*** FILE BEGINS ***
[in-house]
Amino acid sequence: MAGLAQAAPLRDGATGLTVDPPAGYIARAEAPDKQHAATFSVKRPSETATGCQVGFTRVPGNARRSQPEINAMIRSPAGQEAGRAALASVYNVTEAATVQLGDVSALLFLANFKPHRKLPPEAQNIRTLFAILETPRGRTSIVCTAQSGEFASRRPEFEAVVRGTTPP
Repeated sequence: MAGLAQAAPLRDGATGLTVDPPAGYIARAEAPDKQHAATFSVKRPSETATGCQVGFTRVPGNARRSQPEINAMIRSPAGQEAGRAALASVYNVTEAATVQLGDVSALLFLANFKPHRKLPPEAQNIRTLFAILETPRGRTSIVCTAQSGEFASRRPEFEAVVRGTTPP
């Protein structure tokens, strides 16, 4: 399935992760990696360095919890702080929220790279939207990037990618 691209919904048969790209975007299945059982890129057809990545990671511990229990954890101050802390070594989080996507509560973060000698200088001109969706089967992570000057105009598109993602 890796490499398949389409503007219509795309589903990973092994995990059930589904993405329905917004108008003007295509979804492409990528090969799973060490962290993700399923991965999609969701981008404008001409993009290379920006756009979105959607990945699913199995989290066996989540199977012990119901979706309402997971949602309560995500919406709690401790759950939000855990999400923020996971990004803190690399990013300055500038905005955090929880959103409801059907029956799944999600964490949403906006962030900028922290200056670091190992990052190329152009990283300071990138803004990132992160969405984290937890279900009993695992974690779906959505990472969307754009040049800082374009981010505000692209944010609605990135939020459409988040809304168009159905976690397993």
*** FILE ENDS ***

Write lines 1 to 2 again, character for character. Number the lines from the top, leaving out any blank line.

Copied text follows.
[in-house]
Amino acid sequence: MAGLAQAAPLRDGATGLTVDPPAGYIARAEAPDKQHAATFSVKRPSETATGCQVGFTRVPGNARRSQPEINAMIRSPAGQEAGRAALASVYNVTEAATVQLGDVSALLFLANFKPHRKLPPEAQNIRTLFAILETPRGRTSIVCTAQSGEFASRRPEFEAVVRGTTPP